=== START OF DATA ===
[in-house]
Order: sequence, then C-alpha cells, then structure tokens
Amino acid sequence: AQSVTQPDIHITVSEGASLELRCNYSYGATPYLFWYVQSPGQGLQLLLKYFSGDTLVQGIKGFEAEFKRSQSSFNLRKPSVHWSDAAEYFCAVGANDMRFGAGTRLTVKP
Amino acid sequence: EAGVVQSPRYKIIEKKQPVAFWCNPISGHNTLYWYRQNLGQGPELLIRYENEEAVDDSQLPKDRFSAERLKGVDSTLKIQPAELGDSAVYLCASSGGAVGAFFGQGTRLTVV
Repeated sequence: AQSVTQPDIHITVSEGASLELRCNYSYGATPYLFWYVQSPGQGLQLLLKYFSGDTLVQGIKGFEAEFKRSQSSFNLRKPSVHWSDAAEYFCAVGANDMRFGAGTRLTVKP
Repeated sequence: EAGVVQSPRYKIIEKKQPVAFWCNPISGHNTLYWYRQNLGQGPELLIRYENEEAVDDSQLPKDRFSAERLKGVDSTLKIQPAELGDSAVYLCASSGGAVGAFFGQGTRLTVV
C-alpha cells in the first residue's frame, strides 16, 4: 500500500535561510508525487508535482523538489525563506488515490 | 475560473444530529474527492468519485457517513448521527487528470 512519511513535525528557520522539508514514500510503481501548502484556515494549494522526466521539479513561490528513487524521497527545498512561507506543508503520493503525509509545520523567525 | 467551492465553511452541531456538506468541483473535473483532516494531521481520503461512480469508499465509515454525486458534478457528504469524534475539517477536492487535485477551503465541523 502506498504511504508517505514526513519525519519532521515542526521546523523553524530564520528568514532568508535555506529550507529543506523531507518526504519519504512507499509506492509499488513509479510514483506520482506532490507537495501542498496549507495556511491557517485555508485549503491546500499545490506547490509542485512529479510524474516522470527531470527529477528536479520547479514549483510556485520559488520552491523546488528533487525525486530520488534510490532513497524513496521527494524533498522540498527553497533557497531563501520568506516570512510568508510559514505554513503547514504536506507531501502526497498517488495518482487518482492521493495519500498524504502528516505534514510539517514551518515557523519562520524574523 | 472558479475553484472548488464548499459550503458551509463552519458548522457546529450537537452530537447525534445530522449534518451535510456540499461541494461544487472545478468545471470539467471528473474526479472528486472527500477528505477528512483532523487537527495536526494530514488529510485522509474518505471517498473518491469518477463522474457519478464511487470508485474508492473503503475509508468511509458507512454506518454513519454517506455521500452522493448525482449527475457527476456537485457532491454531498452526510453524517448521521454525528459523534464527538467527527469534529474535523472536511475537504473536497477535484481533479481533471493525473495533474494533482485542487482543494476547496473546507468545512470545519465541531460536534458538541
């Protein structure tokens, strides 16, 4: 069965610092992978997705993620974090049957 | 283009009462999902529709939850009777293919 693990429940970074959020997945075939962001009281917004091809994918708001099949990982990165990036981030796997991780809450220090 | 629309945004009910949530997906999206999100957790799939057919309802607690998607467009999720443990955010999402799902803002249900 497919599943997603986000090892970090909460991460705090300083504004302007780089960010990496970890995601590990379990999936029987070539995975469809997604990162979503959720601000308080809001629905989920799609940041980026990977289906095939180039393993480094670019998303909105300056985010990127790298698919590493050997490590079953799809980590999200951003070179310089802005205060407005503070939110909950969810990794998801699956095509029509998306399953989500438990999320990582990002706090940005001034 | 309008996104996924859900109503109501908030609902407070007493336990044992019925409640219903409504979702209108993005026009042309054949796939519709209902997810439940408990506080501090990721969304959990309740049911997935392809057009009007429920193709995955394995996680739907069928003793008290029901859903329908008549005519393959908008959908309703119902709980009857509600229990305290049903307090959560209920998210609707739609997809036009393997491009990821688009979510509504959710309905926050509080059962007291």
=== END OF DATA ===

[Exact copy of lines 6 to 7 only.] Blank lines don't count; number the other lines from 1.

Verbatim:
Repeated sequence: EAGVVQSPRYKIIEKKQPVAFWCNPISGHNTLYWYRQNLGQGPELLIRYENEEAVDDSQLPKDRFSAERLKGVDSTLKIQPAELGDSAVYLCASSGGAVGAFFGQGTRLTVV
C-alpha cells in the first residue's frame, strides 16, 4: 500500500535561510508525487508535482523538489525563506488515490 | 475560473444530529474527492468519485457517513448521527487528470 512519511513535525528557520522539508514514500510503481501548502484556515494549494522526466521539479513561490528513487524521497527545498512561507506543508503520493503525509509545520523567525 | 467551492465553511452541531456538506468541483473535473483532516494531521481520503461512480469508499465509515454525486458534478457528504469524534475539517477536492487535485477551503465541523 502506498504511504508517505514526513519525519519532521515542526521546523523553524530564520528568514532568508535555506529550507529543506523531507518526504519519504512507499509506492509499488513509479510514483506520482506532490507537495501542498496549507495556511491557517485555508485549503491546500499545490506547490509542485512529479510524474516522470527531470527529477528536479520547479514549483510556485520559488520552491523546488528533487525525486530520488534510490532513497524513496521527494524533498522540498527553497533557497531563501520568506516570512510568508510559514505554513503547514504536506507531501502526497498517488495518482487518482492521493495519500498524504502528516505534514510539517514551518515557523519562520524574523 | 472558479475553484472548488464548499459550503458551509463552519458548522457546529450537537452530537447525534445530522449534518451535510456540499461541494461544487472545478468545471470539467471528473474526479472528486472527500477528505477528512483532523487537527495536526494530514488529510485522509474518505471517498473518491469518477463522474457519478464511487470508485474508492473503503475509508468511509458507512454506518454513519454517506455521500452522493448525482449527475457527476456537485457532491454531498452526510453524517448521521454525528459523534464527538467527527469534529474535523472536511475537504473536497477535484481533479481533471493525473495533474494533482485542487482543494476547496473546507468545512470545519465541531460536534458538541